7
votes
3answers
3k views

Is there a rule for “‑ance” vs. “‑ence”?

OK, so I’m ashamed to admit that as a native speaker I think I’ve missed something somewhere. I was typing up some documentation and spellchecker kept bugging me. So I looked up some words and found ...
0
votes
2answers
11k views

“gauging interest” or “gaging interest”? [closed]

Which is the proper spelling? "I am just gaging interest" "I am just gauging interest" Google searching is giving me inconsistent results. Also: If the answer is "gaging", why does the 'u' get ...
-2
votes
1answer
648 views

What is “excellense”?

A friend posted on Facebook showing a company (or maybe a school) notice which reads as "committed to excellense". Of course my friend is making fun of it, but I really doubt that there could be a ...
0
votes
4answers
76 views

Are there specific situations where one spelling variant is recommended over another?

I am not a native speaker of English so I get confused when writing since there are sometimes two different spellings of words in English — by which I mean an American spelling and a British spelling. ...
13
votes
6answers
10k views

Why is “liquorice” pronounced (or spelt) so strangely?

Liquorice is pronounced ˈlɪkərɪʃ. But every other word I can think of ending with -ice is pronounced differently (such as police or rice). How did liquorice get such a strange pronunciation, or ...
2
votes
2answers
541 views

LOL: Spelling double l or single l for 'lolled, lolling' vs 'loled, loling' [closed]

The word 'lol' (lower case) is now sometimes used in the English language. Should we spell its past tense as 'lolled' or 'loled'? And should it be 'lolling' or 'loling'?
1
vote
1answer
877 views

Employee vs Employe Which Is More Correct/Common [closed]

It is always interesting when a word has multiple accepted spellings. I'm wondering what people here have to say on this particular word.
18
votes
5answers
3k views

Is the lowercase pronoun “i” a feature of Indian English?

The Rule The personal pronoun “I” is always capitalized in English, regardless of its position in a sentence. This is an orthographic convention that every native speaker should know. Whenever I ...
1
vote
1answer
2k views

“Thingy” or “thingie”?

I heard "thingy/thingie" very often to refer to "a something". However, I observe it written either way and I don't know what is the correct form. Dictionary.com redirects "thingie" to "thingy", ...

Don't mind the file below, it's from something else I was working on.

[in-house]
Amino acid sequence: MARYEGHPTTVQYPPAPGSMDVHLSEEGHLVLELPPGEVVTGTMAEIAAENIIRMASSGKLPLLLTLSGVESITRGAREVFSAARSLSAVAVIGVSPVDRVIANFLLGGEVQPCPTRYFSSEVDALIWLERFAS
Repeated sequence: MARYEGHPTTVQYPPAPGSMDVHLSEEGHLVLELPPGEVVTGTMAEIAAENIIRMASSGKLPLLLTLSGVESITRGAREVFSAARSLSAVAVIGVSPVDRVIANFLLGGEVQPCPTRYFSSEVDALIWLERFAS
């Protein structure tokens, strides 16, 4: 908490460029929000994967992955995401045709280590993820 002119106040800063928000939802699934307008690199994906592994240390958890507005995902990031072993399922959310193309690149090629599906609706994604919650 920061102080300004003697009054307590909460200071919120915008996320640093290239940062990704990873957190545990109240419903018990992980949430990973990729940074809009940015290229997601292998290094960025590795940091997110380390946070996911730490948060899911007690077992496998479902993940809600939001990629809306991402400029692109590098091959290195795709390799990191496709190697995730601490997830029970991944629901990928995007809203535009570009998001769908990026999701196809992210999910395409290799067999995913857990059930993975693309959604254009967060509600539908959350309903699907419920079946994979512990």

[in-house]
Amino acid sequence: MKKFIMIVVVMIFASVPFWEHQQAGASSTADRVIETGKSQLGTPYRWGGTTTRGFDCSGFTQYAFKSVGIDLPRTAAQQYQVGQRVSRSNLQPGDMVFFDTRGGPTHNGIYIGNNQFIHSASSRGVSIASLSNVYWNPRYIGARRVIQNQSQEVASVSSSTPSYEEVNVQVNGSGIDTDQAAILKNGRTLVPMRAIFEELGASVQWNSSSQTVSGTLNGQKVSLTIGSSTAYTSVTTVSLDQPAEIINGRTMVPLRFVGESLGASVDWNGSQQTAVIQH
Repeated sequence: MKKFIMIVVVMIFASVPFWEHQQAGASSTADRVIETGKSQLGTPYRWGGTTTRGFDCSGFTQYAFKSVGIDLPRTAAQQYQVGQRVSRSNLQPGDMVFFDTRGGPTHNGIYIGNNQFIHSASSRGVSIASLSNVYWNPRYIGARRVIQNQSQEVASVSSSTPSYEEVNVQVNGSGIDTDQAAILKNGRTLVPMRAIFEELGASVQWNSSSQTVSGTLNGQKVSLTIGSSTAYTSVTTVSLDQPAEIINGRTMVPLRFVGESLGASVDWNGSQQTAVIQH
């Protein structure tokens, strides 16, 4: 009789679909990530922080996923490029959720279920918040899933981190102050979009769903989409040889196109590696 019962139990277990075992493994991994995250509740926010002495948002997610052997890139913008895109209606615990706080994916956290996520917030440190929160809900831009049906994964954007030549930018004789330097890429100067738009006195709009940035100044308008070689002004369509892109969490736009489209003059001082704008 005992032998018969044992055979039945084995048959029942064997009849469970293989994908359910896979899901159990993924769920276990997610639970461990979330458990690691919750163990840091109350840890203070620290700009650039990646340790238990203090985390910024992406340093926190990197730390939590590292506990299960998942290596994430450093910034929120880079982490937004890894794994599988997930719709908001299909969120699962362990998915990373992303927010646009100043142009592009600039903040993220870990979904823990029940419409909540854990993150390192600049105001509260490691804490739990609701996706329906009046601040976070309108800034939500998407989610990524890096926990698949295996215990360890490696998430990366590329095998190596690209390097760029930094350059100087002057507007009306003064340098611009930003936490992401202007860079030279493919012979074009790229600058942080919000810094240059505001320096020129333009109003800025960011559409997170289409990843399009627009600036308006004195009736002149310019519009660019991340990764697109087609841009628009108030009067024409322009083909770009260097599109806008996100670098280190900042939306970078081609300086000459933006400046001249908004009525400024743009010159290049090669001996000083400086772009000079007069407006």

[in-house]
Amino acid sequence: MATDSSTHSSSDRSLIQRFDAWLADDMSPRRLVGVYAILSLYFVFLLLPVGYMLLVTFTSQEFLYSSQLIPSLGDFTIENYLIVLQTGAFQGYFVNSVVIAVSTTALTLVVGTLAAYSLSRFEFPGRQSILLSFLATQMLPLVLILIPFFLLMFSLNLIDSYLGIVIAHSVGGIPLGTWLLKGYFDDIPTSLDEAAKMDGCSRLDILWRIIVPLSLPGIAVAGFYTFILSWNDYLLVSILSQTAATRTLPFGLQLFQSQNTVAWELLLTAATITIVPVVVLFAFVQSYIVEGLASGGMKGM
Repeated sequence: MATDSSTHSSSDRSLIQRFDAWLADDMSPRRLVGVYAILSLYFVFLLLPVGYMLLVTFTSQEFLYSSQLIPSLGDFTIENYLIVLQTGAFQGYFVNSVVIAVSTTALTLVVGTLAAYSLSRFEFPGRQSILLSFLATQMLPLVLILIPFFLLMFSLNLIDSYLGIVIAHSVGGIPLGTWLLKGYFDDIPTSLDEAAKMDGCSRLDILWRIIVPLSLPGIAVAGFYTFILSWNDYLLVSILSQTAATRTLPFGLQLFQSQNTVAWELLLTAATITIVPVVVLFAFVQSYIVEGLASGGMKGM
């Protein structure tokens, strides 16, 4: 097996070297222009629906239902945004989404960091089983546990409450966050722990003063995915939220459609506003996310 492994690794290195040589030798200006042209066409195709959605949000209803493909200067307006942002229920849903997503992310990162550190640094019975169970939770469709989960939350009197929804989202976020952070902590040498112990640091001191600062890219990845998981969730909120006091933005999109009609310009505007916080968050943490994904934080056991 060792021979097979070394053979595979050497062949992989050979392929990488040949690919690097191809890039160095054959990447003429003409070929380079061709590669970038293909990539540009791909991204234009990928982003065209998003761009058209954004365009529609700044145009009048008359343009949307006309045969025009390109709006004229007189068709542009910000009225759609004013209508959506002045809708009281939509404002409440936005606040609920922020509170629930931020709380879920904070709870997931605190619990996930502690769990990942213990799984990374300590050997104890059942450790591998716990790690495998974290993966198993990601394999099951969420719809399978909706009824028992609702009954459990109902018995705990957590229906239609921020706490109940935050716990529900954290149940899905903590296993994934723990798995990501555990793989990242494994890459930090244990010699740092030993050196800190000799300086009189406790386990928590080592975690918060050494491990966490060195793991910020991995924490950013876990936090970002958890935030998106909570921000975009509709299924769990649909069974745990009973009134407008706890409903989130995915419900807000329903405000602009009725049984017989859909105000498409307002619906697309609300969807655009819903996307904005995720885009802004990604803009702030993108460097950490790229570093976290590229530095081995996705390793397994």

10
votes
2answers
1k views

Why are there two Rs in “arrhythmic”?

It seems to me combining "a-"and "rhythmic" would intuitively be spelled "arhythmic". Is there a rule or some other practical reason that it's spelled arrhythmic?
2
votes
1answer
57 views

Spelling etymology of “czar” [duplicate]

Russian emperors are usually referred to as "Tsars" or "Czars". However, while the first spelling (Tsar) utilises the standard English transliteration of the Cyrillic ц as ts, the second ...
15
votes
4answers
33k views

“Real time”, “real-time” or “realtime”

Which of real time, real-time and realtime is correct when you are talking about seeing something as it happens?
0
votes
2answers
91 views

How was English orthography reformed?

I understand that English speakers have dictionaries, manuals of style, and grammar books at their disposal to know how to write correctly, but is there the most basic book of rules on which all ...
4
votes
2answers
309 views

Word/term meaning “conversion from one dialect to another”?

Is there a word in linguistics that means conversion from one dialect to another dialect? In most sources in which I've looked¹, the word "translation" only means conversion of one language to ...
30
votes
4answers
8k views

How and when did American spelling supersede British spelling in the US?

Considering that Webster published his first dictionary in 1806, is there a recognised tipping point (year, decade, etc.) that marked the move from traditional British spelling to Webster's American? ...
2
votes
1answer
773 views

Capitalization and hyphenation for prefixed adjectives derived from proper names in mathematics

In mathematics, it often occurs that the last names of famous mathematicians are used as adjectives with mathematical meaning. Most of these adjectives are written with a capital letter. Then, ...